Desired f. VIII
level %
F.VIII Dose
Unit/kg
Frequency
q hours
Duration, days
Hemarthroses
30-50%
25
12-24
1-2
Superficial
intramuscular
hematoma
Gastrointestinal
tract
Epistaxis
30-50%
25
12-24
1-2
50 %
25
12
Until resolved
30-50%
25
12
Until resolved
Hematuria
30-100%
25-50
12
Until resolved
50
12
50
12
At least 7-10
days
At least 7-10
days
Central nervous 50-100%
system
Retropharyngeal 50-100%
, retroperitoneal
DDAVP in the treatment of hemophilia A
• DDAVP (1,8-desamino-D-arginine vasopressin,
desmopressin) causes a transient rise in factor
VIII in normal subjects and in patients with mild
to moderate hemophilia A
• After a dose 0.3 g per kg i.v or s.c. F. VIII level
increases two- to threefold above baseline
• Repeated administration of DDAVP results in a
diminished response (tachyphylaxis)
Factor VIII prophylactic therapy
• It should be considered in all severely
affected patients
• The administration of 20 U factor VIII/kg
three times weekly markedly decreases the
frequency of hemophilic arthropathy and
other long-term effects of hemorrhages
episodes
Factor IX replacement therapy
Factor IX concentrates:
• plasma-derived
– intermediate purity- prothrombin complex
concentrates
– high purity
• produced by recombinant DNA technics
• viral inactivation: dry heat 80oC,
pasteurization, solvent detergent
Factor IX replacement therapy
• The dose of factor IX calculation for
practical purpose:
• 1 unit of factor IX/kg will raise the
circulating f. IX level about 1% (0.01 U/ml)
– intravascular recovery of factor IX is about
50% (probably f. IX binds to collagen type IV
of the vessel wall)
• the initial dose of f.IX should be followed
by one-half this amount every 12 to 18 h
Antifibrynolytic agents
• Fibrynolytic inhibitors (epsilon-aminocapric
acid (EACA), tranexamic acid) may be
given as adjunctive therapy for bleeding
from mucous membranes, particularly for
dental procedure
• Doses: tranexamic acid (Exacyl) 1g every 6 h
EACA 4 g every 6 h
von Willebrand disease
• the most common inherited bleeding disorder in
humans
• results from quantitative or qualitative
abnormalities in von Willebrand factor (vWF)
• von Willebrand factor is a central component of
hemostasis, secreted by endothelial cells, that
circulates in plasma in multimers, serving both as
a carrier for factor VIII and as an adhesive link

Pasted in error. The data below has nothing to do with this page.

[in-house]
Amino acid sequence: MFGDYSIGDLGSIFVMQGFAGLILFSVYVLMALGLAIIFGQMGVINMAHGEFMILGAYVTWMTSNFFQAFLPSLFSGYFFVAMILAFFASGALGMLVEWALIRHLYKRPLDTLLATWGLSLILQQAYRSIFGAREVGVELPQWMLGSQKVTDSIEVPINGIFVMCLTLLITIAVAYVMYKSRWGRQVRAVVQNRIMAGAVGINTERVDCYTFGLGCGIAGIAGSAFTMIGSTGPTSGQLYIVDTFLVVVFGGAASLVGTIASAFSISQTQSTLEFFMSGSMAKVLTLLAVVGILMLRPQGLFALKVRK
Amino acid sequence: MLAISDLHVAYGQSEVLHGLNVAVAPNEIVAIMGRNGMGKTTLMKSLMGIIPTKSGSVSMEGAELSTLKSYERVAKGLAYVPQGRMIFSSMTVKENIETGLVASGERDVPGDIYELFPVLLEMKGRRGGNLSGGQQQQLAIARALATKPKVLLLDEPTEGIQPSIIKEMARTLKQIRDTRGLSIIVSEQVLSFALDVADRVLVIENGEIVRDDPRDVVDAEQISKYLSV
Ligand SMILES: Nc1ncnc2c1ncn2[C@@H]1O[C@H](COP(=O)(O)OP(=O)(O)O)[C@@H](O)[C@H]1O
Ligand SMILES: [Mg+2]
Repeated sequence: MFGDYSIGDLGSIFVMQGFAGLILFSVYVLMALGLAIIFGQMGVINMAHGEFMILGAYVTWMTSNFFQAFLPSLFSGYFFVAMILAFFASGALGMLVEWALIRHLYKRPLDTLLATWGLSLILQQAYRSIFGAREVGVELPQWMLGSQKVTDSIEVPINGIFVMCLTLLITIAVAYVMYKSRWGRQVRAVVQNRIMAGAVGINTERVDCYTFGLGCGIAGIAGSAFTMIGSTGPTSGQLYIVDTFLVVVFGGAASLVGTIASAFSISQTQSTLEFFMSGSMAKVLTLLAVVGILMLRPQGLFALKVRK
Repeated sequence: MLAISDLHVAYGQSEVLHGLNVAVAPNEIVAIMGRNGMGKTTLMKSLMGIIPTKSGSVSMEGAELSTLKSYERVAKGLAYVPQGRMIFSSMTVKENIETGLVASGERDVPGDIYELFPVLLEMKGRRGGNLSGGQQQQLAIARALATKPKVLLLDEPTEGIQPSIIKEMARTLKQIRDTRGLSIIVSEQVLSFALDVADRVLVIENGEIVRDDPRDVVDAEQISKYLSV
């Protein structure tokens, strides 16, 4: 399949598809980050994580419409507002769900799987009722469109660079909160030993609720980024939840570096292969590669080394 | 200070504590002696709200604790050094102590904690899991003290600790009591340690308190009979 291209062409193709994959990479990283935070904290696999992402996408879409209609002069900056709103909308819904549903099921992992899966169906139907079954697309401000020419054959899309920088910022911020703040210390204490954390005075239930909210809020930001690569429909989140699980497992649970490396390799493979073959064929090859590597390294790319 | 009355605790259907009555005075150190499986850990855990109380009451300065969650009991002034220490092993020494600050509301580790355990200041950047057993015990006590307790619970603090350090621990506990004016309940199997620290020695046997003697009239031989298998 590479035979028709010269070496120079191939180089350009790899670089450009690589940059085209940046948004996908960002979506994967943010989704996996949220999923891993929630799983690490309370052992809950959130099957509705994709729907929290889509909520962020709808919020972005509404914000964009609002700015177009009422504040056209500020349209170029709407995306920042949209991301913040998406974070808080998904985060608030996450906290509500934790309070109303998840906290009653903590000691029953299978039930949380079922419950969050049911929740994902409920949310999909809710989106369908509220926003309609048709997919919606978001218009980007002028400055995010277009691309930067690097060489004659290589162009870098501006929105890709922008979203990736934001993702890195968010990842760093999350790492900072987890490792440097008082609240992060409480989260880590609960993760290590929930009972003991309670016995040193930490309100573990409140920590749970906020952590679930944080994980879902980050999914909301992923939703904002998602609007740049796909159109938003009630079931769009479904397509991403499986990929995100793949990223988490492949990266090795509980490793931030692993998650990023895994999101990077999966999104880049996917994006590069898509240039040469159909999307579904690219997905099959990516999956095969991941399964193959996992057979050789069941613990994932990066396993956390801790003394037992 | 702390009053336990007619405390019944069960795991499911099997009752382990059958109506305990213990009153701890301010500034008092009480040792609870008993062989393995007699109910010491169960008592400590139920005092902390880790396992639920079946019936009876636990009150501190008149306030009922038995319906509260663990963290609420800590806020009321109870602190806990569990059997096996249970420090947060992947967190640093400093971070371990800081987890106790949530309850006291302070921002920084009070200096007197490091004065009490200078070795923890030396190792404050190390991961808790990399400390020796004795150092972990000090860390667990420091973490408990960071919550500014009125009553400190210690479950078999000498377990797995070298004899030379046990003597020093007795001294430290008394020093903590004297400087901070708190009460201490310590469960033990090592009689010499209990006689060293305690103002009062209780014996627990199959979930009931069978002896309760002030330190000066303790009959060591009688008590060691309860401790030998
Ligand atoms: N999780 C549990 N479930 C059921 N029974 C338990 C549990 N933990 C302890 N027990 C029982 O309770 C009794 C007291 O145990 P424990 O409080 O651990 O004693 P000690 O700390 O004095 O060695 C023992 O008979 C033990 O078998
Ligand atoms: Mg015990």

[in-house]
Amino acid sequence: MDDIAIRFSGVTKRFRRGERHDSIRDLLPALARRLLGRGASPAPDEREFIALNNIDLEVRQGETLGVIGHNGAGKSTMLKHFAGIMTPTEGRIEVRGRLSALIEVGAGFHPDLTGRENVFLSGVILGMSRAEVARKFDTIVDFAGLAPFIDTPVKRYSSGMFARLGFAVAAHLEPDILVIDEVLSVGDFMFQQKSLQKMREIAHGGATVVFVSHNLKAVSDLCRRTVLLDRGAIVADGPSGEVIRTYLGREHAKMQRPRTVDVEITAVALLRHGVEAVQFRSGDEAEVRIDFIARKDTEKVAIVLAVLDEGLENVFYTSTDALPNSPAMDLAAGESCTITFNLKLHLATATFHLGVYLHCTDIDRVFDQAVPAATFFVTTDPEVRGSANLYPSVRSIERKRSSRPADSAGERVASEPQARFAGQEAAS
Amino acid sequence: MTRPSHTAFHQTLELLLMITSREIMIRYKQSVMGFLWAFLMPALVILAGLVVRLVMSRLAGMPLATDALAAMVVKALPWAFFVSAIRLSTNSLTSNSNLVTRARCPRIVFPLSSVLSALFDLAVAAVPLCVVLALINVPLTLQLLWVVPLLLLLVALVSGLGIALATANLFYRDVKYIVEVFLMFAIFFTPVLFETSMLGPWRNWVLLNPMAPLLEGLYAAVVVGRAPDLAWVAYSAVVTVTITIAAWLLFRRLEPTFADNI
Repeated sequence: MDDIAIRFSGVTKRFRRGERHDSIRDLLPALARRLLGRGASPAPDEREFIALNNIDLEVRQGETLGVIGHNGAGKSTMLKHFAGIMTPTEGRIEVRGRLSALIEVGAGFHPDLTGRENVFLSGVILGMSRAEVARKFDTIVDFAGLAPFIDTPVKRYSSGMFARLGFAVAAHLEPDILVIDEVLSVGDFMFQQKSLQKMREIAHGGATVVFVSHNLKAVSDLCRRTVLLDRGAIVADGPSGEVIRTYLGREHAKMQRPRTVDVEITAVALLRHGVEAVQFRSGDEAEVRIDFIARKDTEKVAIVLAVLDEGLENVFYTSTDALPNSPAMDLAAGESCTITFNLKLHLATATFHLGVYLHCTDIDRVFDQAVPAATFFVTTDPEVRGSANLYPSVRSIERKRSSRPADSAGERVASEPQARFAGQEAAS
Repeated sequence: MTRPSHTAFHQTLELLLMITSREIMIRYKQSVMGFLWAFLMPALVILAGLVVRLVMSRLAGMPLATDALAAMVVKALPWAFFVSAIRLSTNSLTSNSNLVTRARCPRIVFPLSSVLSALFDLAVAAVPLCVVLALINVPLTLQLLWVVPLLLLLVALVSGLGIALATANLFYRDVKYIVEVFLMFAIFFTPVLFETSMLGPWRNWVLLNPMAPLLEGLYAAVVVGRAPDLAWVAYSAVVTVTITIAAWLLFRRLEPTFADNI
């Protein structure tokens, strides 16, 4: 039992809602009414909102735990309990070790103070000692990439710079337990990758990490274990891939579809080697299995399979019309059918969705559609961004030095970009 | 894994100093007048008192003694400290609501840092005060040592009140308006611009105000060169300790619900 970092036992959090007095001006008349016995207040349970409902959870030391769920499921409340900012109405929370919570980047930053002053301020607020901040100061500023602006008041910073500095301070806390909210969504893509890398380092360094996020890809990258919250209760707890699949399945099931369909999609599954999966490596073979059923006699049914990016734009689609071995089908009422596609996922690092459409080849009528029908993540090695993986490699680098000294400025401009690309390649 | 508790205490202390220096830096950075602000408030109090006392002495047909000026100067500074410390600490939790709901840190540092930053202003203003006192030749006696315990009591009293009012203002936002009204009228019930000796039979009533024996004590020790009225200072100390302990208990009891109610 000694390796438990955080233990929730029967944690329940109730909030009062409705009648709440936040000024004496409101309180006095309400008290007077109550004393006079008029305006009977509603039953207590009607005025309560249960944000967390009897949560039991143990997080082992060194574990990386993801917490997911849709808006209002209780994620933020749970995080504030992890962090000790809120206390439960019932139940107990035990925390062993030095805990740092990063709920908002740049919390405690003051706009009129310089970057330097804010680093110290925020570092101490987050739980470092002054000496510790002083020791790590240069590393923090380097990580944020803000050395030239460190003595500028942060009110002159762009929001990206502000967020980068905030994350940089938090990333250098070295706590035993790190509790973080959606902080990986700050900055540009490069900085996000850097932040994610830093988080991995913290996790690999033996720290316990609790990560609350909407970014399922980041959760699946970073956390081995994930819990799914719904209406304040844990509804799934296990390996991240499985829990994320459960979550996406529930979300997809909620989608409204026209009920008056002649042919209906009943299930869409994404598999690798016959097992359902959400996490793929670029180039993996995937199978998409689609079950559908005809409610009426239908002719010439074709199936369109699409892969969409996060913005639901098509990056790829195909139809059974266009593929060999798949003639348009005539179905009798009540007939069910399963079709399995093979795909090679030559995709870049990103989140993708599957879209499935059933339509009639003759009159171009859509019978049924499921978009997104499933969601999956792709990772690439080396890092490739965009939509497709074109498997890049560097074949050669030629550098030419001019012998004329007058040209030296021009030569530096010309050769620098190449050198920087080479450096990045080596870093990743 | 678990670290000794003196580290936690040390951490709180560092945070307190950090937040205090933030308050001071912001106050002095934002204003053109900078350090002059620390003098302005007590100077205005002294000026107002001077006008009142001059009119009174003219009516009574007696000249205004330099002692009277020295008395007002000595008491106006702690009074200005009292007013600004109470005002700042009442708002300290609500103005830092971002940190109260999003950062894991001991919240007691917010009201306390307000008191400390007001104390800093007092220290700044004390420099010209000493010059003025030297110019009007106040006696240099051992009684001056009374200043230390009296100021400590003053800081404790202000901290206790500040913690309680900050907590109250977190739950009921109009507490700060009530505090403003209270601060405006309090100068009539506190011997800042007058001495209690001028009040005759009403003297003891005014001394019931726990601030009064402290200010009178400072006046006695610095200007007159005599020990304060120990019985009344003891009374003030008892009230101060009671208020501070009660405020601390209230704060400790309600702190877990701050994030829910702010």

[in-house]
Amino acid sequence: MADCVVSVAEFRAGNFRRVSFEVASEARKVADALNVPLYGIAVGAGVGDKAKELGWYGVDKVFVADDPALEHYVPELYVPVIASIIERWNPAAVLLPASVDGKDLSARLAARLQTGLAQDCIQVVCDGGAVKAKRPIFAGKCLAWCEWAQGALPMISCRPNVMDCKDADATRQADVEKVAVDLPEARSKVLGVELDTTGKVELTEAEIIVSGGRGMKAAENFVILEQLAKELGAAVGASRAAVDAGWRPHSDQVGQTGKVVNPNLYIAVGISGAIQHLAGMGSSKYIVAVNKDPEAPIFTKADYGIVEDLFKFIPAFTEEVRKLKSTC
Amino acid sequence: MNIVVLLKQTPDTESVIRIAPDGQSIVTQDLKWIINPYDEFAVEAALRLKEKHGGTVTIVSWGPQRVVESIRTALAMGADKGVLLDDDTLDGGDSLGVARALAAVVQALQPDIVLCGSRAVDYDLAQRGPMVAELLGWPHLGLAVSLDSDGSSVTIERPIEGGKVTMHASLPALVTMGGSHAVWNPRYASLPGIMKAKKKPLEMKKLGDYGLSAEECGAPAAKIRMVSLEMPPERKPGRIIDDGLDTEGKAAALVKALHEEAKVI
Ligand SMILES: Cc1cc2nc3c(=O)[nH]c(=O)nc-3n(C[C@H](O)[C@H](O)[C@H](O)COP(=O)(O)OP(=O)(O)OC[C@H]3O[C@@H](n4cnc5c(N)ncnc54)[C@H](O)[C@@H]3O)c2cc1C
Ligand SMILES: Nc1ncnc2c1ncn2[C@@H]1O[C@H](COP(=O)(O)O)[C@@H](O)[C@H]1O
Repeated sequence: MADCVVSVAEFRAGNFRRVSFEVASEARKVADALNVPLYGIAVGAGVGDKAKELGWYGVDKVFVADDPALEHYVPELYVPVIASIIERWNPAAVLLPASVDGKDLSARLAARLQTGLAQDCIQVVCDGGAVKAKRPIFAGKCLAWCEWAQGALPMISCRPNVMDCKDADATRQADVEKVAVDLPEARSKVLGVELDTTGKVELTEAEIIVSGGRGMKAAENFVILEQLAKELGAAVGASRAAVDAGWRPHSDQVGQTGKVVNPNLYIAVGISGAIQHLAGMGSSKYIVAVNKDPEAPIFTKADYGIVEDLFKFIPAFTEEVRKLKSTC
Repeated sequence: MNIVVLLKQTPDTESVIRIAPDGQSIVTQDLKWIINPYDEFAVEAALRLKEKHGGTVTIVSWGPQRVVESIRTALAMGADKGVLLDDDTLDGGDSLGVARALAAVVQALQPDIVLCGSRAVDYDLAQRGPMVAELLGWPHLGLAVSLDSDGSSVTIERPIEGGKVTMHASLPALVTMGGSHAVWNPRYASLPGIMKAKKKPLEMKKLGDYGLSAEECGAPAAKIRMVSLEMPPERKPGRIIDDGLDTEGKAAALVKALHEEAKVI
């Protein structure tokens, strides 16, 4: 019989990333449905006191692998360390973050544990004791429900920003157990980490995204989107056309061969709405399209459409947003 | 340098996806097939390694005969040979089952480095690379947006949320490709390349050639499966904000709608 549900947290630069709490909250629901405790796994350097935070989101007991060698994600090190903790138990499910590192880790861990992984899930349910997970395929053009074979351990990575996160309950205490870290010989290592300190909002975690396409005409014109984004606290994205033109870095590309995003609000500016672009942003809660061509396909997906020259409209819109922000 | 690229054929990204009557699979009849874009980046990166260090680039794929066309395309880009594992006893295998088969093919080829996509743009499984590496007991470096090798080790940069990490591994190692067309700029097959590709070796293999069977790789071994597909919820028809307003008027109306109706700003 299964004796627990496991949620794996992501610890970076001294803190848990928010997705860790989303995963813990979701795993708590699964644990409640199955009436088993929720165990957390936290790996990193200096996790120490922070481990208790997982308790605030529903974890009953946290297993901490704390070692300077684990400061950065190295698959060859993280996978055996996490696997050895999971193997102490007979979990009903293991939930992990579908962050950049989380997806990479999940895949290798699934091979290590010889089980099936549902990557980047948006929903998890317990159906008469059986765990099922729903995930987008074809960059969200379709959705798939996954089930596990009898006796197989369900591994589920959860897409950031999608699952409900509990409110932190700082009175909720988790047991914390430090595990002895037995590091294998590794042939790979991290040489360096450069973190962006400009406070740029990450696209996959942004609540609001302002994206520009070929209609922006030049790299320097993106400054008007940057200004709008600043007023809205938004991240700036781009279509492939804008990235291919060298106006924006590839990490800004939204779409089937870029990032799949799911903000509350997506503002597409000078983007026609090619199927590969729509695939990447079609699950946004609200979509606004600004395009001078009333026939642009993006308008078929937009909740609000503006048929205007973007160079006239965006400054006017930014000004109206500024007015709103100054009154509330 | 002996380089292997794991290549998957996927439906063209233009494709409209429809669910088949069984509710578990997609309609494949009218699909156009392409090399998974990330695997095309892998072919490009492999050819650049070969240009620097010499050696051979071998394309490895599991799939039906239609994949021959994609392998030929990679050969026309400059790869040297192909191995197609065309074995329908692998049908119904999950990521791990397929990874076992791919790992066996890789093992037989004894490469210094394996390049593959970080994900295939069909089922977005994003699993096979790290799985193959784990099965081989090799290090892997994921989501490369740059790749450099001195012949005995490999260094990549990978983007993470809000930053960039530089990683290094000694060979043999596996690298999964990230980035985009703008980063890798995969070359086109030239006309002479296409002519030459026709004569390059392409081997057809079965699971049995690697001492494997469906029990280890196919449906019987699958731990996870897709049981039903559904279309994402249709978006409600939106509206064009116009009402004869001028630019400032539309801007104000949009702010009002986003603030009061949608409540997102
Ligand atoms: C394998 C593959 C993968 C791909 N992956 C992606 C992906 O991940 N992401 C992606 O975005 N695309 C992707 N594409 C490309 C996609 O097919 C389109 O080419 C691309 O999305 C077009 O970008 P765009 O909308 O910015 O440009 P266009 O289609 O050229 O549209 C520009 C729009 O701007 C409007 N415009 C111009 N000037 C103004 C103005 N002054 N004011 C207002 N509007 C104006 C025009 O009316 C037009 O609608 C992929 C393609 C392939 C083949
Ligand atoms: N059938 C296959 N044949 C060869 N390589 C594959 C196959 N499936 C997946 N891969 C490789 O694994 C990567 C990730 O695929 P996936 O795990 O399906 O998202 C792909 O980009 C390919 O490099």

between platelets and the injured blood vessel wall
von Willebrand diseaseepidemiology
• The overall prevalence of von Willebrand
disease is 1% of the general population
• The prevalence of clinically significant
disease is closer to 1: 1000
Classification of von Willebrand disease
• Type 1 vWD- the most common variant
– autosomal dominant in inheritance
– normal vWF in structure and function but decrease in
quantity- range 25-50% of normal
• Type 2 vWD (2A, 2B, 2M, 2N)
– autosomal dominant in inheritance
– vWF is abnormal in structure and/or function
• Type 3 vWD
– autosomal recessive in inheritance
– the most severe form characterized by very low or
undetectable level of vWF
Clinical symptoms
• Mucocutaneous bleeding- the most common
symptom
–
–
–
–
–
epistaxis
easy bruising and hematomas
menorrhagia
gingival bleeding
gastrointestinal bleeding
• spontaneous hemarthroses occur almost
exclusively in patients with type 3 vWD
Laboratory features
• Screening tests:
– bleeding time- normal or prolonged
– aPTT- prolonged or normal
– PT- normal
• The routine tests:
– activity of factor VIII- decreased
– vWF antigen- decreased
– ristocetin cofactor activity assay- decreased
agglutination of platelets in the presence of
ristocetin
– analysis of plasma vWF multimers- critical for
subclassification of vWD
Therapy
• Desmopressin
– a dose 0.3 g per kg i.v or s.c., upper limit 20 g ,
repeated 3 or 4 times every 24 hours
– the best results in type 1 vWD- effective in 80%
patients
– many patients with type 2 and nearly all ones with type
3 do not respond to DDAVP
• vWF replacement therapy
– vWF-containing factor VIII concentrates: Humate P,
Koate HP
Nonreplacement therapy
• Estrogen or oral contraceptives in treating
menorrhagia
• fibrynolytic inhibitors
The other uncommon inherited
deficiencies of coagulation factors
• Bleeding tendencies caused by inherited
deficiency of factors I, II, V, VII, X, XI and XIII
are rare disorders, distributed worldwide
• Treatment may be necessary during spontaneous
bleeding episodes, during or after surgical
procedures
• In most deficiency states fresh frozen plasma
replacement is used, but specific concentrates of
factors I, II, VII, X, XI and XIII are also available